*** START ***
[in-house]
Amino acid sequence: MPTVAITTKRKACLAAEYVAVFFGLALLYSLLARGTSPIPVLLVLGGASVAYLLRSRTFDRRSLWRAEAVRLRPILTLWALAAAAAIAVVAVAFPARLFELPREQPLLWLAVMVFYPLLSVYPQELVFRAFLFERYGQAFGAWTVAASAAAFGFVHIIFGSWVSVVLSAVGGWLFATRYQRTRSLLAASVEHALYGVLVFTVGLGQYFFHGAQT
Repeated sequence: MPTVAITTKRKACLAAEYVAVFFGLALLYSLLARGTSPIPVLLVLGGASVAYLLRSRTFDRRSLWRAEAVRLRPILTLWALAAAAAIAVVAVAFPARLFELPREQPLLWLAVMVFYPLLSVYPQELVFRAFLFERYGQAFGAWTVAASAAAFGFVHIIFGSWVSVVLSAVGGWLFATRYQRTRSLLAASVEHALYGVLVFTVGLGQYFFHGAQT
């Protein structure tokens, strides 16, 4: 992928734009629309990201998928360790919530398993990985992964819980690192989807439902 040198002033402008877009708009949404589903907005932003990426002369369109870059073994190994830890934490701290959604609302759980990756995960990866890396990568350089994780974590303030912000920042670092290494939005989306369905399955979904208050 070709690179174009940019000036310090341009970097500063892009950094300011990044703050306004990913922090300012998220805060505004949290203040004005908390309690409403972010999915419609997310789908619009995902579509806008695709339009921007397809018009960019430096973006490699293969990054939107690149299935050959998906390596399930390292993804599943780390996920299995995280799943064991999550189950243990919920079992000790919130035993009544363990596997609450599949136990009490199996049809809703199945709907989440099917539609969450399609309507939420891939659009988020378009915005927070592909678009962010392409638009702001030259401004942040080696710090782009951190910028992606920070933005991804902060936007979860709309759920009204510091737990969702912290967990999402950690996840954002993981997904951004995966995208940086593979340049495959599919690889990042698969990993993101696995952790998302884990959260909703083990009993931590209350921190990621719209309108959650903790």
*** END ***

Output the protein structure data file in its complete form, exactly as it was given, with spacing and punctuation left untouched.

[in-house]
Amino acid sequence: MPTVAITTKRKACLAAEYVAVFFGLALLYSLLARGTSPIPVLLVLGGASVAYLLRSRTFDRRSLWRAEAVRLRPILTLWALAAAAAIAVVAVAFPARLFELPREQPLLWLAVMVFYPLLSVYPQELVFRAFLFERYGQAFGAWTVAASAAAFGFVHIIFGSWVSVVLSAVGGWLFATRYQRTRSLLAASVEHALYGVLVFTVGLGQYFFHGAQT
Repeated sequence: MPTVAITTKRKACLAAEYVAVFFGLALLYSLLARGTSPIPVLLVLGGASVAYLLRSRTFDRRSLWRAEAVRLRPILTLWALAAAAAIAVVAVAFPARLFELPREQPLLWLAVMVFYPLLSVYPQELVFRAFLFERYGQAFGAWTVAASAAAFGFVHIIFGSWVSVVLSAVGGWLFATRYQRTRSLLAASVEHALYGVLVFTVGLGQYFFHGAQT
């Protein structure tokens, strides 16, 4: 992928734009629309990201998928360790919530398993990985992964819980690192989807439902 040198002033402008877009708009949404589903907005932003990426002369369109870059073994190994830890934490701290959604609302759980990756995960990866890396990568350089994780974590303030912000920042670092290494939005989306369905399955979904208050 070709690179174009940019000036310090341009970097500063892009950094300011990044703050306004990913922090300012998220805060505004949290203040004005908390309690409403972010999915419609997310789908619009995902579509806008695709339009921007397809018009960019430096973006490699293969990054939107690149299935050959998906390596399930390292993804599943780390996920299995995280799943064991999550189950243990919920079992000790919130035993009544363990596997609450599949136990009490199996049809809703199945709907989440099917539609969450399609309507939420891939659009988020378009915005927070592909678009962010392409638009702001030259401004942040080696710090782009951190910028992606920070933005991804902060936007979860709309759920009204510091737990969702912290967990999402950690996840954002993981997904951004995966995208940086593979340049495959599919690889990042698969990993993101696995952790998302884990959260909703083990009993931590209350921190990621719209309108959650903790």